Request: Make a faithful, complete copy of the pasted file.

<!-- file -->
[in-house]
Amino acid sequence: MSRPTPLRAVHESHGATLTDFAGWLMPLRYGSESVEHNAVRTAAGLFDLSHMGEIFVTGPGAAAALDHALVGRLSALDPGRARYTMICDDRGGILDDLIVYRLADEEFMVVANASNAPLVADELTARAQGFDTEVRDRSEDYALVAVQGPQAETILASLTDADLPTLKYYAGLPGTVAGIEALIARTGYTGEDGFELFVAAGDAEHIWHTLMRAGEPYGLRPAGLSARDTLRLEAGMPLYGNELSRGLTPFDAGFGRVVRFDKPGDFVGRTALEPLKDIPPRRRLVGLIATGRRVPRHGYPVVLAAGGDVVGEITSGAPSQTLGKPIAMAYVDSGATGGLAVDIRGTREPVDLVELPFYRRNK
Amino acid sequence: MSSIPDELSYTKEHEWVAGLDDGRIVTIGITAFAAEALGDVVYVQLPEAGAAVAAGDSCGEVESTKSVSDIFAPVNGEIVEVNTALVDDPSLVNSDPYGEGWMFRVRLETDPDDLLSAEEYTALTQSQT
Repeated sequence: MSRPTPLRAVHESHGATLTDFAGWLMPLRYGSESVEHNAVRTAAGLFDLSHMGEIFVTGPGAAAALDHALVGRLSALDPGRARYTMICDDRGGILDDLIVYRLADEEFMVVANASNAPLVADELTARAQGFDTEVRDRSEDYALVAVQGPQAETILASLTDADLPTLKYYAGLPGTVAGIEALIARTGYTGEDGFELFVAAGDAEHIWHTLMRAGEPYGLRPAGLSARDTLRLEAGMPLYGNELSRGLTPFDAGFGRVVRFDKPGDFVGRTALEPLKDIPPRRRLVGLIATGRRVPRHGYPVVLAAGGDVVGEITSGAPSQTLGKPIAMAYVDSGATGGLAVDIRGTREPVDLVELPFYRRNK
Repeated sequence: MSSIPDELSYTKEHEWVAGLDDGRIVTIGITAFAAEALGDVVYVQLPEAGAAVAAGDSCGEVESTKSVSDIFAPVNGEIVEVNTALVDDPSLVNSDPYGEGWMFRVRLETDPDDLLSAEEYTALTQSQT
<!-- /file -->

[in-house]
Amino acid sequence: MSRPTPLRAVHESHGATLTDFAGWLMPLRYGSESVEHNAVRTAAGLFDLSHMGEIFVTGPGAAAALDHALVGRLSALDPGRARYTMICDDRGGILDDLIVYRLADEEFMVVANASNAPLVADELTARAQGFDTEVRDRSEDYALVAVQGPQAETILASLTDADLPTLKYYAGLPGTVAGIEALIARTGYTGEDGFELFVAAGDAEHIWHTLMRAGEPYGLRPAGLSARDTLRLEAGMPLYGNELSRGLTPFDAGFGRVVRFDKPGDFVGRTALEPLKDIPPRRRLVGLIATGRRVPRHGYPVVLAAGGDVVGEITSGAPSQTLGKPIAMAYVDSGATGGLAVDIRGTREPVDLVELPFYRRNK
Amino acid sequence: MSSIPDELSYTKEHEWVAGLDDGRIVTIGITAFAAEALGDVVYVQLPEAGAAVAAGDSCGEVESTKSVSDIFAPVNGEIVEVNTALVDDPSLVNSDPYGEGWMFRVRLETDPDDLLSAEEYTALTQSQT
Repeated sequence: MSRPTPLRAVHESHGATLTDFAGWLMPLRYGSESVEHNAVRTAAGLFDLSHMGEIFVTGPGAAAALDHALVGRLSALDPGRARYTMICDDRGGILDDLIVYRLADEEFMVVANASNAPLVADELTARAQGFDTEVRDRSEDYALVAVQGPQAETILASLTDADLPTLKYYAGLPGTVAGIEALIARTGYTGEDGFELFVAAGDAEHIWHTLMRAGEPYGLRPAGLSARDTLRLEAGMPLYGNELSRGLTPFDAGFGRVVRFDKPGDFVGRTALEPLKDIPPRRRLVGLIATGRRVPRHGYPVVLAAGGDVVGEITSGAPSQTLGKPIAMAYVDSGATGGLAVDIRGTREPVDLVELPFYRRNK
Repeated sequence: MSSIPDELSYTKEHEWVAGLDDGRIVTIGITAFAAEALGDVVYVQLPEAGAAVAAGDSCGEVESTKSVSDIFAPVNGEIVEVNTALVDDPSLVNSDPYGEGWMFRVRLETDPDDLLSAEEYTALTQSQT